No dogs at Riley Ranch

This is in response to Erik Lukens’ Oct. 15 Sunday column about the Riley Ranch Nature Reserve banning dogs.

I do not own an animal. I love dogs, but I don’t necessarily love your dog. I don’t know your animal. I hike all over town and on local trails and have had incidents where aggressive dogs threatened me. Once, the police had to handle the issue.

When I’m hiking with my wife, it is discomforting when strange dogs running up to us. There’s always a moment of anxiety. How friendly is this dog?

If he jumps up to greet us, how wet and muddy is he? Why should we have to worry about those things?

Then, there’s the issue of dog “reminders” left near the trail. Often, we’ve seen full plastic bags left along the side of the trail.

Maybe Erik should do some research. Bend has several off-leash dog parks. How much did those cost to build and maintain? While some are heavily used, others are mostly empty.

Who benefits from this expense for taxpayers? Only dog owners and only those who choose to use them.

If dog owners controlled and picked up after their animal, I’d be far less concerned. think Bend can have one area without dogs.

Chip LaFurney

Bend

Don’t support Crooked River Ranch levy

So far, I have not seen any statistics regarding crime in Crooked River Ranch. Has it suddenly skyrocketed? And what type of crimes have risen, and could they have been prevented or stopped by the sheriffs? According to Sheriff Adkins, the main reason will be for “traffic control.”

I think he meant to say traffic citations. Meanwhile, the deputies we pay for will be serving the rest of Jefferson Ccounty. Shouldn’t that be a county tax?

I am serving on the Crooked River Ranch board of directors, and some of the board members point to Sunriver, Black Butte and Eagle Crest as examples to follow. Most of us that live on the ranch are not wannabes. We don’t want to be like Sunriver, Black Butte or Eagle Crest.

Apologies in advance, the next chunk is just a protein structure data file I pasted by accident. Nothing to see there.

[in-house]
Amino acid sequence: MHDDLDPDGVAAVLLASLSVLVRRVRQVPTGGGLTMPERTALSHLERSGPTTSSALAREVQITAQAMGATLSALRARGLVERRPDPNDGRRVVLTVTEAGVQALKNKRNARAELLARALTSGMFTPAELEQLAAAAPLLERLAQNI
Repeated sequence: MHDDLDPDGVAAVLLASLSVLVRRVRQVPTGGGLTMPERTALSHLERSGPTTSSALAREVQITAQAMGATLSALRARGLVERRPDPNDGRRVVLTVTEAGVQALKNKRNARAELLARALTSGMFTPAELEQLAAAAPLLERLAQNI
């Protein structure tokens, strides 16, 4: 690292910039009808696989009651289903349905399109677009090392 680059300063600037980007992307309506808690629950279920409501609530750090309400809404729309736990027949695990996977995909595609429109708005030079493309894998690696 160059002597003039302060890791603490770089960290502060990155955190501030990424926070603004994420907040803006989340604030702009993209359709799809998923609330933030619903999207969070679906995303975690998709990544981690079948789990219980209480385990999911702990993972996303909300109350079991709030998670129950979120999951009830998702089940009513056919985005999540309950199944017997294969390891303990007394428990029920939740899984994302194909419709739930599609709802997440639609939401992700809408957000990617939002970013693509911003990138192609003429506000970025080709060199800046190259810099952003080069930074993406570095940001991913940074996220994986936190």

There are many living on the ranch that have trouble paying their homeowners association fees, and a payment plan was developed for them. How will this extra tax burden affect them?

If we decide the sheriffs are not needed, do they get laid off? Sheriff Adkins admitted that there is no guarantee that the tax would not be raised to pay for raises for these added deputies.

Redmond is considering taxing their water.

The elephant in the room is the unfunded retirement programs, and until this issue is seriously looked at, citizens will be seeing special taxes on anything they can think of — even your water.

Carol Orr

Crooked River Ranch

Back the carbon tax

It’s great some Republicans are accepting science. Federally, the 50-member House Climate Solutions Caucus, half of whom are Republicans, proposes legislation. But in Oregon, our Republican representatives sit on their hands. Many of them claim to accept the science, but talking the talk is inadequate; they must walk the walk.

After a season of national hurricane and wildfire disasters almost certainly made more severe by human-induced emissions of climate pollution, the urgency of action should be hitting home.

Facing a legislative proposal that places a cap on our contribution to this global warming problem, Oregon’s Republicans grope from reason to reason to oppose meaningful action. While a few Oregon Republicans stick their heads in the sand, tout the denier hoaxes and claim not to believe the science, others claim to accept the science and do nothing.

We’ve had purely voluntary pollution-reduction goals in place for 10 years and are nowhere near the trajectory of reduction we need to be; voluntary goals have failed. It’s time to support the Clean Energy Jobs Bill — a win-win solution for rural Oregon with funds allocated to support renewable energy projects in economically depressed areas.

Trisha Vigil

Medford

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